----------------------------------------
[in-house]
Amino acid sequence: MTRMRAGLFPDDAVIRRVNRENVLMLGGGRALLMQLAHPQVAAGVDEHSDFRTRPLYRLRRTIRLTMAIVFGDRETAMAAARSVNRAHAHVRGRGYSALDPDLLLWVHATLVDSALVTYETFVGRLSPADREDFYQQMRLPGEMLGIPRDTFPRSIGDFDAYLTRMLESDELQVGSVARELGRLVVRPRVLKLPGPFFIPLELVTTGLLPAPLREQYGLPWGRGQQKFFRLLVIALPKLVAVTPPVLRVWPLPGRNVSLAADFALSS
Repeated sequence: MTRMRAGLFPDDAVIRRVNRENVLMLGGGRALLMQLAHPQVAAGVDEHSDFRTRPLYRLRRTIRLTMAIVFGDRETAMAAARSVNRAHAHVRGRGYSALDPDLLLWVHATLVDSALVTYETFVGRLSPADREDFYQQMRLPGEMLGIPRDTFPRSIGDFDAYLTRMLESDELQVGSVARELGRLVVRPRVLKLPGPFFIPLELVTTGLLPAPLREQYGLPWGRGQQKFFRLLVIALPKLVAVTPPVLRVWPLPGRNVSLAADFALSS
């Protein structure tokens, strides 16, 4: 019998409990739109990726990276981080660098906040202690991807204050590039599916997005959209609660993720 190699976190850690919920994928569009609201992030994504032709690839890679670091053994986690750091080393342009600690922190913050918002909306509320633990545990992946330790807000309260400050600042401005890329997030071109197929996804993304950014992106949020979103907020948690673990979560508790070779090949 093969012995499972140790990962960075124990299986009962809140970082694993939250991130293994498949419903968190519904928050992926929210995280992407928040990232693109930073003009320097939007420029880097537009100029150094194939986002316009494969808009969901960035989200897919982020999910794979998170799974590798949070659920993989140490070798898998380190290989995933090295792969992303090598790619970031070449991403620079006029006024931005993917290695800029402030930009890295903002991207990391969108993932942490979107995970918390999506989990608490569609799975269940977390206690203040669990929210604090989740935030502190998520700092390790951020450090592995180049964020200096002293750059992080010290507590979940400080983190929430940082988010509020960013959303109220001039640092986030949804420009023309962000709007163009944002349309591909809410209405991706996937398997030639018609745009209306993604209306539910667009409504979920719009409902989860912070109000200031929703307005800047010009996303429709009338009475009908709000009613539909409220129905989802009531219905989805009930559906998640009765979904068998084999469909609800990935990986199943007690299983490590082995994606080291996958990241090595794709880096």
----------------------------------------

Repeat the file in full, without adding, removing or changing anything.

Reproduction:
[in-house]
Amino acid sequence: MTRMRAGLFPDDAVIRRVNRENVLMLGGGRALLMQLAHPQVAAGVDEHSDFRTRPLYRLRRTIRLTMAIVFGDRETAMAAARSVNRAHAHVRGRGYSALDPDLLLWVHATLVDSALVTYETFVGRLSPADREDFYQQMRLPGEMLGIPRDTFPRSIGDFDAYLTRMLESDELQVGSVARELGRLVVRPRVLKLPGPFFIPLELVTTGLLPAPLREQYGLPWGRGQQKFFRLLVIALPKLVAVTPPVLRVWPLPGRNVSLAADFALSS
Repeated sequence: MTRMRAGLFPDDAVIRRVNRENVLMLGGGRALLMQLAHPQVAAGVDEHSDFRTRPLYRLRRTIRLTMAIVFGDRETAMAAARSVNRAHAHVRGRGYSALDPDLLLWVHATLVDSALVTYETFVGRLSPADREDFYQQMRLPGEMLGIPRDTFPRSIGDFDAYLTRMLESDELQVGSVARELGRLVVRPRVLKLPGPFFIPLELVTTGLLPAPLREQYGLPWGRGQQKFFRLLVIALPKLVAVTPPVLRVWPLPGRNVSLAADFALSS
């Protein structure tokens, strides 16, 4: 019998409990739109990726990276981080660098906040202690991807204050590039599916997005959209609660993720 190699976190850690919920994928569009609201992030994504032709690839890679670091053994986690750091080393342009600690922190913050918002909306509320633990545990992946330790807000309260400050600042401005890329997030071109197929996804993304950014992106949020979103907020948690673990979560508790070779090949 093969012995499972140790990962960075124990299986009962809140970082694993939250991130293994498949419903968190519904928050992926929210995280992407928040990232693109930073003009320097939007420029880097537009100029150094194939986002316009494969808009969901960035989200897919982020999910794979998170799974590798949070659920993989140490070798898998380190290989995933090295792969992303090598790619970031070449991403620079006029006024931005993917290695800029402030930009890295903002991207990391969108993932942490979107995970918390999506989990608490569609799975269940977390206690203040669990929210604090989740935030502190998520700092390790951020450090592995180049964020200096002293750059992080010290507590979940400080983190929430940082988010509020960013959303109220001039640092986030949804420009023309962000709007163009944002349309591909809410209405991706996937398997030639018609745009209306993604209306539910667009409504979920719009409902989860912070109000200031929703307005800047010009996303429709009338009475009908709000009613539909409220129905989802009531219905989805009930559906998640009765979904068998084999469909609800990935990986199943007690299983490590082995994606080291996958990241090595794709880096």